Experimental Arrangement For Experiment n1
This experimental arrangement enables to simulate the oil
path in a transformer.
It consists in a loop where the oil passes through
pressboard ducts and through grounded metallic pipes and
reservoirs.
A general diagram of the equipment is given in figure 1.
From the reservoir (1a) oil flows through pressboard
ducts placed in the stainless steel channels (2). Then, the
oil enters in reservoir (1b) and gets back to the pump (7)
that enables to a adjust the flowrate. This last reservoir
(1b) is electrically insulated from the rest of the circuit
and we can ground it directly or through an ammeter to
measure the current I1 that flows out from the ducts into
the vessel. As the flow velocities are rather low, the
charge generated upstream can relax easily through the
vessel's wall and the oil at the outlet of this reservoir can
be considered electrically neutral or at least very weakly
charged. The vessels (3a) and (3b) have membranes
separating gas from oil. We can sample oil with a bypass
and measure its resistivity in a cell (8).

2
5

1b
3a
1a

3b

duralumin
rsistor
pressboard duct

oil

7
9

Figure 2 : General Diagram of Duct N2


Electrodes

1 Stainless steel vessel, 2 Channels, 3 Vessels under


pressure, 4 Flowmeter, 5 Faraday cage, 6 Insulators, 7
Adjustable Pump, 8 Conductivity measurement system,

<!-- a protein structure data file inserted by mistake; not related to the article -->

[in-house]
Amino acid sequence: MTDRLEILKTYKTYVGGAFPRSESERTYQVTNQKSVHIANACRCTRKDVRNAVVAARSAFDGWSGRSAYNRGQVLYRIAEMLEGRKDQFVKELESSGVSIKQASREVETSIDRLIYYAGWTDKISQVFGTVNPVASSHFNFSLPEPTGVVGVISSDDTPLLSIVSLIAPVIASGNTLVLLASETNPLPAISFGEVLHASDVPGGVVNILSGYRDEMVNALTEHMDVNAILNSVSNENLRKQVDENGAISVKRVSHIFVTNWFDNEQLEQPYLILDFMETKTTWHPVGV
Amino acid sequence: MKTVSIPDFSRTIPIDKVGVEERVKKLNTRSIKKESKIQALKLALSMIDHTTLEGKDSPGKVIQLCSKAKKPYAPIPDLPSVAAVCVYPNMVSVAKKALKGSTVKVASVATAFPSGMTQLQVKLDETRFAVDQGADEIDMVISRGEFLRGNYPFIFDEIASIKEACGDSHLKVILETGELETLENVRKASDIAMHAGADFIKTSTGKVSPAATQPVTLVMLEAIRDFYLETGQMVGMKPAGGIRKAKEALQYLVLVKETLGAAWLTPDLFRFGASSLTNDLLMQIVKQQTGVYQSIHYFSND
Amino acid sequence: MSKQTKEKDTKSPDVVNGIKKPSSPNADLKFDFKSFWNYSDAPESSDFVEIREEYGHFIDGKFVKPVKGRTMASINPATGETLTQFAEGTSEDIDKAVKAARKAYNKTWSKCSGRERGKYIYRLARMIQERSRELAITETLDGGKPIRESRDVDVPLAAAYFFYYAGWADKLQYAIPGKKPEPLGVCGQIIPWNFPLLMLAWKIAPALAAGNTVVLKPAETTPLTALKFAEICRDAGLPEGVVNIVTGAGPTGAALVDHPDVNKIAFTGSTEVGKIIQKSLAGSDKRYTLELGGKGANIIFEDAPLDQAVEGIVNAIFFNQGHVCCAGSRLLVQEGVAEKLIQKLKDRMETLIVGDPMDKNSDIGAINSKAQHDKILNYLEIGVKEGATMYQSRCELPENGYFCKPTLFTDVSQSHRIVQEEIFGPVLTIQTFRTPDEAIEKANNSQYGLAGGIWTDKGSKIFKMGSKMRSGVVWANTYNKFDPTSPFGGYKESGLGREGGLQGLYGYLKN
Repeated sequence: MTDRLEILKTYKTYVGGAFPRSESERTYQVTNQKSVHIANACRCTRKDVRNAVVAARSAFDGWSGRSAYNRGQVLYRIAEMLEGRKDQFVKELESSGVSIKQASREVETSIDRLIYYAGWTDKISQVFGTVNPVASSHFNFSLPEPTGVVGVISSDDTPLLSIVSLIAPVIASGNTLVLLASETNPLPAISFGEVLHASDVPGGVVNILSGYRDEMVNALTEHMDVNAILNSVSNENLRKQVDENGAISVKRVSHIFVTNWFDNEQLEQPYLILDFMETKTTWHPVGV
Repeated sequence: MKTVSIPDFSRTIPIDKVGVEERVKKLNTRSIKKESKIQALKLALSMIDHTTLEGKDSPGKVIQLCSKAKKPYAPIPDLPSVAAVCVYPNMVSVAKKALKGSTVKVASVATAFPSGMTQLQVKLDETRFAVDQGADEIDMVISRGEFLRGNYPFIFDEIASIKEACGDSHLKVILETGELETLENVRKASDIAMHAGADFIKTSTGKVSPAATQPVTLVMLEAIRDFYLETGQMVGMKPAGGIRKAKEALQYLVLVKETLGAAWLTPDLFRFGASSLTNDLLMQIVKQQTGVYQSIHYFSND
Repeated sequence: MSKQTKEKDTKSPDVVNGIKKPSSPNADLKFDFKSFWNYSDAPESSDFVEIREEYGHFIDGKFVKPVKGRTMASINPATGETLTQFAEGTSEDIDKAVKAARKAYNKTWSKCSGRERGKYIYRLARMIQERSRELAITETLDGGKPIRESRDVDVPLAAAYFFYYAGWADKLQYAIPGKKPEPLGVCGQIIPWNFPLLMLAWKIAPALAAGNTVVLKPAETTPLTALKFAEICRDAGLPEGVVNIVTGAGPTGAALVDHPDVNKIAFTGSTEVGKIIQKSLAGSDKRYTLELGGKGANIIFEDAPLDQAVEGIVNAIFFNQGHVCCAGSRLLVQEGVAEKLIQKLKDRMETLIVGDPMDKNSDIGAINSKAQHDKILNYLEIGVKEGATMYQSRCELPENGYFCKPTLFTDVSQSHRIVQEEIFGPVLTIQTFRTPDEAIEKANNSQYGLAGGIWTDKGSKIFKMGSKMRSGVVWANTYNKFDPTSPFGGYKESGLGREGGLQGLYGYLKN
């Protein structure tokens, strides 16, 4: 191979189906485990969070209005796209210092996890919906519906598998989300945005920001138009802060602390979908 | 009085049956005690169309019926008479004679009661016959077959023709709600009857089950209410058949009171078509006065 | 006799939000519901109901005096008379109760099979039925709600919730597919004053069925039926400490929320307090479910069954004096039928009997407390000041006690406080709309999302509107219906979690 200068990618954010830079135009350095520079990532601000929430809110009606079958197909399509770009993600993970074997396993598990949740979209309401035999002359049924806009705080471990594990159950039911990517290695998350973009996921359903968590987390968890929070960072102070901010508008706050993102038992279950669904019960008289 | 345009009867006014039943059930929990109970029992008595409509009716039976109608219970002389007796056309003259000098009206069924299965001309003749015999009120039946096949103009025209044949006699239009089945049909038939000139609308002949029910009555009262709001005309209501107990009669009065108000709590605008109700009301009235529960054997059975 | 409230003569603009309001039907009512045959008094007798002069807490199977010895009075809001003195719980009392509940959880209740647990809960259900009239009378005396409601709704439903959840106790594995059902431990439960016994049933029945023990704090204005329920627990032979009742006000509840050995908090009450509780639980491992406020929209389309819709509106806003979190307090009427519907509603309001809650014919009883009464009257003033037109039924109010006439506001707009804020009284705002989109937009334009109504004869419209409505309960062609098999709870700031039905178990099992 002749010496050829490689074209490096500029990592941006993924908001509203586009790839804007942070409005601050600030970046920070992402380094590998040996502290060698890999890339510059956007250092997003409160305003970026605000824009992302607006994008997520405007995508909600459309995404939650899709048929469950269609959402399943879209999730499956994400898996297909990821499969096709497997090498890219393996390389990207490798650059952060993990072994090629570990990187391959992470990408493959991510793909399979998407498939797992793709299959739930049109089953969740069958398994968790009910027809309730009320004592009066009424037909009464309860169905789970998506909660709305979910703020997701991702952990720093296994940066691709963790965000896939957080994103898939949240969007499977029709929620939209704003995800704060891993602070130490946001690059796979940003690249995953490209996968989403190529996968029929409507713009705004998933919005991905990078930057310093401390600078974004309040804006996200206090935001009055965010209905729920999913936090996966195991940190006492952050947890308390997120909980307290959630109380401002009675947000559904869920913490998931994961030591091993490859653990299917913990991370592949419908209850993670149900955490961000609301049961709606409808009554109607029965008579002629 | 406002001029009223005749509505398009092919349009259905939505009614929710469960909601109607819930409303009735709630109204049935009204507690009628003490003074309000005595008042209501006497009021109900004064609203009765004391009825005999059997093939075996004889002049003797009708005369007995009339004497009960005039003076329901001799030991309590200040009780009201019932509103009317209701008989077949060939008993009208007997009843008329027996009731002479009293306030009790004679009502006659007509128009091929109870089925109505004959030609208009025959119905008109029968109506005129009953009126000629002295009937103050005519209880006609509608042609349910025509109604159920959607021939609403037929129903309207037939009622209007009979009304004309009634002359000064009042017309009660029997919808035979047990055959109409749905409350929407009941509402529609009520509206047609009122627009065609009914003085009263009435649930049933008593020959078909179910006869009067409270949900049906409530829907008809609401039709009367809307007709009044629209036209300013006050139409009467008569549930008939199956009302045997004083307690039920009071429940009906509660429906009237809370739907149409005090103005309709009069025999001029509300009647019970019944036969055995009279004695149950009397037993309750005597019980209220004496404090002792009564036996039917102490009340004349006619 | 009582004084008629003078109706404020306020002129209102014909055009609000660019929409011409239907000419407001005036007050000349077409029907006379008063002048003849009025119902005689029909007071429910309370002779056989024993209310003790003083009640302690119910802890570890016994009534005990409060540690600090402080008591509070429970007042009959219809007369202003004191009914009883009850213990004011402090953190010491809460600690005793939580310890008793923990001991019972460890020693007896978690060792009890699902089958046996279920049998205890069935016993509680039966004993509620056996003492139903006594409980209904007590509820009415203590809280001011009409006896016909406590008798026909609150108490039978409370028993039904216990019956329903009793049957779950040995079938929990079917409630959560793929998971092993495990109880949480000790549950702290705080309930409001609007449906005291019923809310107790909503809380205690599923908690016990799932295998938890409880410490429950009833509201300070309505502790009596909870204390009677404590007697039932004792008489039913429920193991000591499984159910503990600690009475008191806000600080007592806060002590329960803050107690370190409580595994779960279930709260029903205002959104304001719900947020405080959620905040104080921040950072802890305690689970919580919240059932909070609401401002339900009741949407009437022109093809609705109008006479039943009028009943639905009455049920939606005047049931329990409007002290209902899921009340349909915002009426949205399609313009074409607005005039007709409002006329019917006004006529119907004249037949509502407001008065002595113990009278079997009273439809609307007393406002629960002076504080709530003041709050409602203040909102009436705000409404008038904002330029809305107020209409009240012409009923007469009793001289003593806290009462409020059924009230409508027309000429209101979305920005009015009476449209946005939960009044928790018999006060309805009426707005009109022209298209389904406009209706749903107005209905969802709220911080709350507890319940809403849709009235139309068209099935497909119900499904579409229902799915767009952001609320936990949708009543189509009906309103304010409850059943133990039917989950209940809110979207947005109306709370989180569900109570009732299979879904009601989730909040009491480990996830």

9 Oil sampler.
Figure 1 : Experimental Equipment
The pressboard duct is of rectangular cross section The
dimensions are 6 mm high, 60 mm wide and 750 mm
long and it is made of a 4 mm thick pressboard.
Figures 2 and 3 are general diagrams of this duct. We
have placed stick heating resistor on the two outer faces
of the duct. The whole is pressed between duralumin and
then inserted in a stainless steel channel.
The pressboard duct is in fact divided in three identical
parts which can be heated separately. One of this part is
shown figure 3.
At the inner pressboard surface, three different electrodes
collect at different points the wall current Io. We can
measure with thermocouples T1 the temperature at the
pressboard surface in contact with the heating resistors
and T2 the temperature at the surface of pressboard in
contact with the liquid.
Oil can be sampled in order to analyse oil's moisture
content evolution with a moisture detector Panametrics.
We study with this device the effect of a heat transfer step
on the wall current.
The evolution with time of temperatures at both sides of
pressboard T1 and T2 are obtained with a Digital Data
Recorder.
The evolution of the currents Io collected from one
electrode in the duct and I1 collected from the vessel (1b)
are measured with Keithley electrometers 642.

Oil sampling
Thermocouples

Figure 3 : Diagram of one part of the Duct N2


Experimental Arrangement For Experiment n2
A general schema of this experiment is shown in figure 4.
We have performed a measuring cell with a body in
Teflon inside which we have placed a stack of pressboard
impregnated with transformer oil existing in an upper and
lower reservoir.
The stack of pressboard is composed of 10 circular discs
of 50 mm of diameter and 1.5 mm thick.
The whole is pressed between two brass porous